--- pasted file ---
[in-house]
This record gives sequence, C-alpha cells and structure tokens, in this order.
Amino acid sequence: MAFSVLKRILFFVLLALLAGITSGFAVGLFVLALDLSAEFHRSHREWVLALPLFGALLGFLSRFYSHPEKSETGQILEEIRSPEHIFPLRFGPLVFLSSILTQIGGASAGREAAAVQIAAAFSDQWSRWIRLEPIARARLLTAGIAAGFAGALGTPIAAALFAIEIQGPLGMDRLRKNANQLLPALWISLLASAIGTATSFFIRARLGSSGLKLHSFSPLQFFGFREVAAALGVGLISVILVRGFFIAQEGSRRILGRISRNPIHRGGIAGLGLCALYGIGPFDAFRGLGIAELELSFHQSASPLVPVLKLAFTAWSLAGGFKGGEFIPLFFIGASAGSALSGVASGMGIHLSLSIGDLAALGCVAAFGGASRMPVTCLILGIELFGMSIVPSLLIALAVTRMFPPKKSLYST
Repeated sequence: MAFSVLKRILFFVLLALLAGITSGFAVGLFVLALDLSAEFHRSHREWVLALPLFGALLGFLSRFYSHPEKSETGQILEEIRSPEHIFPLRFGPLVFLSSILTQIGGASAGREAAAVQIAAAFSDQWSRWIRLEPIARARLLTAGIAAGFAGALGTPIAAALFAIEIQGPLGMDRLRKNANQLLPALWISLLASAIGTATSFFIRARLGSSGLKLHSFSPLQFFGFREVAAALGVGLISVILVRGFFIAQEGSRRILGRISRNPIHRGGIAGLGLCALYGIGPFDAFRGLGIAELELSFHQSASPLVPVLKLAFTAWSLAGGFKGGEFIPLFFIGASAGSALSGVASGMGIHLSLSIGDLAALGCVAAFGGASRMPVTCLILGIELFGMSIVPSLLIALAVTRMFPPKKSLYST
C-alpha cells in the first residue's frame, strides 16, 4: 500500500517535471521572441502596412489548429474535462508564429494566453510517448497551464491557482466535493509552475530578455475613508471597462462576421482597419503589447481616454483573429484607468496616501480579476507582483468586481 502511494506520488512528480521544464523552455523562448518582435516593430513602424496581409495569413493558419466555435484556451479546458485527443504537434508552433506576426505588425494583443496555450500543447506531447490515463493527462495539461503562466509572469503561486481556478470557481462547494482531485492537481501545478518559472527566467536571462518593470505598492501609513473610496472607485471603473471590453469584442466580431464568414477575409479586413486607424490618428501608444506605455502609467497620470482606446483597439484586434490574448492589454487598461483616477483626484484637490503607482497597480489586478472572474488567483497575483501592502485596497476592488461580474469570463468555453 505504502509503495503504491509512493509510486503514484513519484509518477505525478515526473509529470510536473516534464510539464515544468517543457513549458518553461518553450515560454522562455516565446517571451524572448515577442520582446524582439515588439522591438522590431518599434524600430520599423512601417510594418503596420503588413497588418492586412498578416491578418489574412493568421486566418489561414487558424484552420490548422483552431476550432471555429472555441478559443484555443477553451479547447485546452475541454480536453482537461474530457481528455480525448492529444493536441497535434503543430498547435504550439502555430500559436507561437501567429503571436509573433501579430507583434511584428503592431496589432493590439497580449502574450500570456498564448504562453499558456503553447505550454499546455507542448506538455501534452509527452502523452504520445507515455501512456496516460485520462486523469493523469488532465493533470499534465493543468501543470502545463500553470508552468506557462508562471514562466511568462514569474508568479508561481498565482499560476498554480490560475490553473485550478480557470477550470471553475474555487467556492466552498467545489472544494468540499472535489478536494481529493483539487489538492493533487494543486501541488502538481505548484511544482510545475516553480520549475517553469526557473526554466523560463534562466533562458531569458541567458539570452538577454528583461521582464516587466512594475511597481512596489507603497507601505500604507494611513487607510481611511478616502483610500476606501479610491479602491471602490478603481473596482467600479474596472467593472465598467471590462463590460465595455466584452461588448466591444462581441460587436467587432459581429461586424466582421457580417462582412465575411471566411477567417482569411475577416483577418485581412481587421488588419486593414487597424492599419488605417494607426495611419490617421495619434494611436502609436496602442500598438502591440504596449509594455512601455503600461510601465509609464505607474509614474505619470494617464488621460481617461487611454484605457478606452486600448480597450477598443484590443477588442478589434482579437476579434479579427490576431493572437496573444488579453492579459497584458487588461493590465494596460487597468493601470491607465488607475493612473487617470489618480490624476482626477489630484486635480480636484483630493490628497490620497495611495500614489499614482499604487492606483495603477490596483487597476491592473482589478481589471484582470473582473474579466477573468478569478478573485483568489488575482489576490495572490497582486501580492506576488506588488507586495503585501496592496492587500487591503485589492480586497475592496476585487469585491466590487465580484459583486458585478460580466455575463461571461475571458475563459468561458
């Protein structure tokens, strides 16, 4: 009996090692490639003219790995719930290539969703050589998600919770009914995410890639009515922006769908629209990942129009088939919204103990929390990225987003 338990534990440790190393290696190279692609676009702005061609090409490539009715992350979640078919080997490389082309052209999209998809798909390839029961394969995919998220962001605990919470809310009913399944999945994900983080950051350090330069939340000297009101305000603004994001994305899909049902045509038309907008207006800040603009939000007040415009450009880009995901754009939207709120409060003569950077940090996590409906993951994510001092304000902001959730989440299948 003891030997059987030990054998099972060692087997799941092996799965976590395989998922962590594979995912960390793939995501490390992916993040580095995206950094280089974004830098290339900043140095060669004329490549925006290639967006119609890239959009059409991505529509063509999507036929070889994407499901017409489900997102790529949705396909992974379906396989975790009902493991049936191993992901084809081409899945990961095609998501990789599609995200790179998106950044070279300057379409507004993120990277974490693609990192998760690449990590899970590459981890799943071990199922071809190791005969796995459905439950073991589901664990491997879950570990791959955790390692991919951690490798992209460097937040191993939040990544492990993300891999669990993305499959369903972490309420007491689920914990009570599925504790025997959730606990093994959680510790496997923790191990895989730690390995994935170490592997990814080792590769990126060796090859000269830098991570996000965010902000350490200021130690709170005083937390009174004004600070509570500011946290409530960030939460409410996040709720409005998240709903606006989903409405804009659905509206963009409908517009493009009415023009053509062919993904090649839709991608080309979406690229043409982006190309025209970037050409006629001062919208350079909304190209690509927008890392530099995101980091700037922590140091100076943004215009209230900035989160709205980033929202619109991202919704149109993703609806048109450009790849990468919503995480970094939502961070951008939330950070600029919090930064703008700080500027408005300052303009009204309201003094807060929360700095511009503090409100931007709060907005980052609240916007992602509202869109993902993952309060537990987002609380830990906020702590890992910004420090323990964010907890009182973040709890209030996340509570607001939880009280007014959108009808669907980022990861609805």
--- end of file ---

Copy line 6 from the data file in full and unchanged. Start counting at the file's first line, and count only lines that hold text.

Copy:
């Protein structure tokens, strides 16, 4: 009996090692490639003219790995719930290539969703050589998600919770009914995410890639009515922006769908629209990942129009088939919204103990929390990225987003 338990534990440790190393290696190279692609676009702005061609090409490539009715992350979640078919080997490389082309052209999209998809798909390839029961394969995919998220962001605990919470809310009913399944999945994900983080950051350090330069939340000297009101305000603004994001994305899909049902045509038309907008207006800040603009939000007040415009450009880009995901754009939207709120409060003569950077940090996590409906993951994510001092304000902001959730989440299948 003891030997059987030990054998099972060692087997799941092996799965976590395989998922962590594979995912960390793939995501490390992916993040580095995206950094280089974004830098290339900043140095060669004329490549925006290639967006119609890239959009059409991505529509063509999507036929070889994407499901017409489900997102790529949705396909992974379906396989975790009902493991049936191993992901084809081409899945990961095609998501990789599609995200790179998106950044070279300057379409507004993120990277974490693609990192998760690449990590899970590459981890799943071990199922071809190791005969796995459905439950073991589901664990491997879950570990791959955790390692991919951690490798992209460097937040191993939040990544492990993300891999669990993305499959369903972490309420007491689920914990009570599925504790025997959730606990093994959680510790496997923790191990895989730690390995994935170490592997990814080792590769990126060796090859000269830098991570996000965010902000350490200021130690709170005083937390009174004004600070509570500011946290409530960030939460409410996040709720409005998240709903606006989903409405804009659905509206963009409908517009493009009415023009053509062919993904090649839709991608080309979406690229043409982006190309025209970037050409006629001062919208350079909304190209690509927008890392530099995101980091700037922590140091100076943004215009209230900035989160709205980033929202619109991202919704149109993703609806048109450009790849990468919503995480970094939502961070951008939330950070600029919090930064703008700080500027408005300052303009009204309201003094807060929360700095511009503090409100931007709060907005980052609240916007992602509202869109993902993952309060537990987002609380830990906020702590890992910004420090323990964010907890009182973040709890209030996340509570607001939880009280007014959108009808669907980022990861609805």